A major in economics is not for everyone. The discipline is easier for someone who is comfortable with the idea that there is more than one right answer. Remember we teach you how to analyze complex problems; of course, there will be more than one right answer depending on the assumptions. Certain characteristics may indicate that you have a predisposition towards the study of economics. You should see an advisor in the Economics Department to discuss specific issues about your career goals and characteristics. Generally an economics major is right for you if you have the following predisposition.
Is Economics about stock markets?
Corporate finance is only one area of specialization in economics. Generally speaking, economics is a set of practical models applied to the study of individual and group choice. The models are used to examine choice in all forms of social interaction--including but not limited to family, business, political, criminal, and educational. Economics also examines the impact of various institutional rules/laws (e.g., different countries and time periods) on individual and group choices. In sum, economics provides one set of tools that you can use to analyze, explain, and predict human interaction in virtually any situation.
What degrees are available in Economics?
What are the Department's goals for Economics Majors?
Our overall objective is for students to be proficient in the understanding of and ability to apply economic models and concepts. Within this objective are several implicit goals. Proficiency with economic models and concepts develops student's ability to:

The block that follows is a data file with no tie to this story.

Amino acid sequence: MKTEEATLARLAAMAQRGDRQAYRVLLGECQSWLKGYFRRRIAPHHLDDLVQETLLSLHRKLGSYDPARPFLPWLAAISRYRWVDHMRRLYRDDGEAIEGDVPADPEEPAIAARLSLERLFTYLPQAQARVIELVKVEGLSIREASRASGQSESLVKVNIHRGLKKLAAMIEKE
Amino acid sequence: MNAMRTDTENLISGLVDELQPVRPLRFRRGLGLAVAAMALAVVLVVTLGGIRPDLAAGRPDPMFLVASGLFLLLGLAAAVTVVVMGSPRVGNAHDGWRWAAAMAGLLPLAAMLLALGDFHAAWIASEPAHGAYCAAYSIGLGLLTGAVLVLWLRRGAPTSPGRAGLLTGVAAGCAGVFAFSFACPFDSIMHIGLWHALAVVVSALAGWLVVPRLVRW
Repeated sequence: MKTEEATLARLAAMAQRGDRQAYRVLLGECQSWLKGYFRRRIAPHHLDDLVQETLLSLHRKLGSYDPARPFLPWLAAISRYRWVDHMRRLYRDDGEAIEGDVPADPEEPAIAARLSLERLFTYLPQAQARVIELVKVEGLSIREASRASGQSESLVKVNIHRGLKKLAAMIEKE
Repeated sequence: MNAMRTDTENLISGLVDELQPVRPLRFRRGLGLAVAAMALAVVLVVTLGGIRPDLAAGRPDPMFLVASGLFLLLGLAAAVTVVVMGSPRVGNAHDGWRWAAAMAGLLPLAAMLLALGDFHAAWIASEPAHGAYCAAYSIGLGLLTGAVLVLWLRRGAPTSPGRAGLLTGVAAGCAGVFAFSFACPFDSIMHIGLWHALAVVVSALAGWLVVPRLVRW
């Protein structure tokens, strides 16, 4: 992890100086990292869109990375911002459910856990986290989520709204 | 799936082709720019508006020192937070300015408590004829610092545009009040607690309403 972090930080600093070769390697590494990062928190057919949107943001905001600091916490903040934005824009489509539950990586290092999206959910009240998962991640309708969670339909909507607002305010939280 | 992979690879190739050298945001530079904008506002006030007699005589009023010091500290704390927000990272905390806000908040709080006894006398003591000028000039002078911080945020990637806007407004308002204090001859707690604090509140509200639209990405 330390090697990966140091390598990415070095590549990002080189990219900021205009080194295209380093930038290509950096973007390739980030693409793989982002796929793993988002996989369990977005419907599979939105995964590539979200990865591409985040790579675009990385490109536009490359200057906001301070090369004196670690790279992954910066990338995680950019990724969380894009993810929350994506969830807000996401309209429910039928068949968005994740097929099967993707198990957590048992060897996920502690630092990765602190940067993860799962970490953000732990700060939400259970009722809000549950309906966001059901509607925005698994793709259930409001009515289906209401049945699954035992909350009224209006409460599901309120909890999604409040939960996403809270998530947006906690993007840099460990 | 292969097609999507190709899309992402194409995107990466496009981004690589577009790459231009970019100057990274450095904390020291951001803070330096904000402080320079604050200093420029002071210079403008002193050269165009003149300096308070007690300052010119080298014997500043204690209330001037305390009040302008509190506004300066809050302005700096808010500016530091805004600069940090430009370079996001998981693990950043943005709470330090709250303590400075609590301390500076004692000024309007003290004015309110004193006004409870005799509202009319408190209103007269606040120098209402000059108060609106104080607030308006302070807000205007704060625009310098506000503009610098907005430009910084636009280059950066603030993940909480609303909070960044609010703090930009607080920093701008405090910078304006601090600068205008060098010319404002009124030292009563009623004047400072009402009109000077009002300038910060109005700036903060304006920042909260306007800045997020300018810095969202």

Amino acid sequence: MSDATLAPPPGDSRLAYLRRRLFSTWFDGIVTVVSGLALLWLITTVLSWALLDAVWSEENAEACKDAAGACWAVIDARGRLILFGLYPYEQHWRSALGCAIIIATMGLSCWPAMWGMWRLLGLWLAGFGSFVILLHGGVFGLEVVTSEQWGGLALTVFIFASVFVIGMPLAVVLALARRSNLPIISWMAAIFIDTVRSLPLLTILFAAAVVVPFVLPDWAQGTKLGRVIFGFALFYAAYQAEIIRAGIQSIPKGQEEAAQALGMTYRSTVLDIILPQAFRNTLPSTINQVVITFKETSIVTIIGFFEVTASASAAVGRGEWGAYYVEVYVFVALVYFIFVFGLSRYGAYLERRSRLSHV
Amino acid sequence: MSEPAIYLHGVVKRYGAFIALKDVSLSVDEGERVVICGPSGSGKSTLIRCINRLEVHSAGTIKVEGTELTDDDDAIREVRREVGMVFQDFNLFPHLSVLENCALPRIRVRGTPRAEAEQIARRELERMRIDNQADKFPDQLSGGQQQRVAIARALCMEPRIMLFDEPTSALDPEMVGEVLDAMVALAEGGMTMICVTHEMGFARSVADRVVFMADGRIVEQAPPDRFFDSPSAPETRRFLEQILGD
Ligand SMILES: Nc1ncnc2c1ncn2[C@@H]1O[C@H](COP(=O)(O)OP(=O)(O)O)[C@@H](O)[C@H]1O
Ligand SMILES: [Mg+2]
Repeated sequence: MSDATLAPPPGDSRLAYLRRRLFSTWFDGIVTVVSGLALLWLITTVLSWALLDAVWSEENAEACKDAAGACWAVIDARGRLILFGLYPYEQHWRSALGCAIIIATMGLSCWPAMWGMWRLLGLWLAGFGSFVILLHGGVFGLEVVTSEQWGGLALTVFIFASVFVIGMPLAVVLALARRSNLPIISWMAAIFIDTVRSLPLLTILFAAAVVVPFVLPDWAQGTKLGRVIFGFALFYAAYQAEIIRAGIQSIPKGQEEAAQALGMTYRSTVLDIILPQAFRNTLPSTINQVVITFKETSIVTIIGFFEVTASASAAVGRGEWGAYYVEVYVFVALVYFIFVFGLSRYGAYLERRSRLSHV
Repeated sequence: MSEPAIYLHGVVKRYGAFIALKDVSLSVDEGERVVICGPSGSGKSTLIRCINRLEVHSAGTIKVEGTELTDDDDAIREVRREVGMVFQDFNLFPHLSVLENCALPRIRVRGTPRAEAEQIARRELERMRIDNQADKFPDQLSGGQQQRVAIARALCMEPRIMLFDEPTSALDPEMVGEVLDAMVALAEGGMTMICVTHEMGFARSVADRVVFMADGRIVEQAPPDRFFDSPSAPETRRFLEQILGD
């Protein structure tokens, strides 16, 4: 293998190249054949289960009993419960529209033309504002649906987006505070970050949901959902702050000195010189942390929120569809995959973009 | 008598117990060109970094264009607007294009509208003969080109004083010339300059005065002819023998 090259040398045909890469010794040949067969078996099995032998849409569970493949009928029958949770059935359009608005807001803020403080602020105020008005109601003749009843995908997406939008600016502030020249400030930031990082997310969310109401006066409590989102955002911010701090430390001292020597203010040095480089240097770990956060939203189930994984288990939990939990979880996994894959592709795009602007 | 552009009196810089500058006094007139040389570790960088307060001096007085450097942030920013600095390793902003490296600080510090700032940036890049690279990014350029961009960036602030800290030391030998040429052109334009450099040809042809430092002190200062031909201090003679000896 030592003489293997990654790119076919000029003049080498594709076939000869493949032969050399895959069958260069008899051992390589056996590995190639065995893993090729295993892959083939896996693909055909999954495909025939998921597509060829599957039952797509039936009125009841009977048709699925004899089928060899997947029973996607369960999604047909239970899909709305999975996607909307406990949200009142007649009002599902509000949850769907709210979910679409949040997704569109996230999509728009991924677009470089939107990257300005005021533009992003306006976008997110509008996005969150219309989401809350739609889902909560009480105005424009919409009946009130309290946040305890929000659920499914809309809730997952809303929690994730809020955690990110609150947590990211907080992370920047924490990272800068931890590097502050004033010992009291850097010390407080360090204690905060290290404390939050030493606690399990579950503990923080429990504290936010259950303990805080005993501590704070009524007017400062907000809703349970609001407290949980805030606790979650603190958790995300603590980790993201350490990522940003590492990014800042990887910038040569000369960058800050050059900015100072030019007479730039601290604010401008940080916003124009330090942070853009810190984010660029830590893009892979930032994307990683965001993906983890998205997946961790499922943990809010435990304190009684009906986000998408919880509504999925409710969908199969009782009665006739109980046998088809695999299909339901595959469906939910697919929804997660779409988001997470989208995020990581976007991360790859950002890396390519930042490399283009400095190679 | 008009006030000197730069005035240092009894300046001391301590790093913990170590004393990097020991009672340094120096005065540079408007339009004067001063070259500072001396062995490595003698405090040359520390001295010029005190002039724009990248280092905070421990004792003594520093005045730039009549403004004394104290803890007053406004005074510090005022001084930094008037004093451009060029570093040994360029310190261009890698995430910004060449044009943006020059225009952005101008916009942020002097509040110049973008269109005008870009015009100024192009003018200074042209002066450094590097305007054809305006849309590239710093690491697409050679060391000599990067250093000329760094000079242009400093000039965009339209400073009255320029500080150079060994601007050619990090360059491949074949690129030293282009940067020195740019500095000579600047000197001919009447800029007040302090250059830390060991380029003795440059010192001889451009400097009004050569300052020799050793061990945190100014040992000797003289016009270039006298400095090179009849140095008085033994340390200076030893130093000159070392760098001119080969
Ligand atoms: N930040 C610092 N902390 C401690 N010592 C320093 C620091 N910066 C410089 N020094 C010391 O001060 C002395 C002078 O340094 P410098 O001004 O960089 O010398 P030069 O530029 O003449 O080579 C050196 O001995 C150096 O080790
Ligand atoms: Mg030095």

- Systematically analyze human interaction
- Solve complex problems
- Think strategically about the intended and unintended consequences of actions.
These implicit goals are inherent in the broader objective--being proficient in understanding and applying economic models--because economic models are schematic knowledge. It is the development of schematic knowledge that leads to better problem solving and the ability to think strategically.
What skills do students learn that will help them get a job?
Using economic models students learn to make cost-benefit decisions, do scenario planning, and to do policy analysis based on empirical research. Ultimately, economic models help students think clearly about complex issues. Clear thinking is a prerequisite to clear writing and oral presentation. Economics helps develop the ability to organize thoughts and to write professionally for both technical and non-technical audiences. These are essential skills in any occupation. That's why a major in economics gives you flexibility. You can readily transfer these skills to different occupations when the need arises or your interests change. Plus, these are human capital skills that do not deteriorate over time (unlike human capital in computer science that has a shelf life of only a few months before it becomes obsolete).
A degree in economics will not guarantee you a job or a high salary. But data from the Bureau of Labor Statistics indicate that the employers highly value these analytical skills. Firms can, for example, train you to do "marketing" their way but they cannot train you to do economic thinking. These are skills that you bring to the firm. The economics degree may not get you in the door to a new job but it develops the skills that move you up! The program is designed with sufficient elective units (approximately 24) to allow you to take a minor in a field that will "get you in the door." For more information on careers in economics see Careers.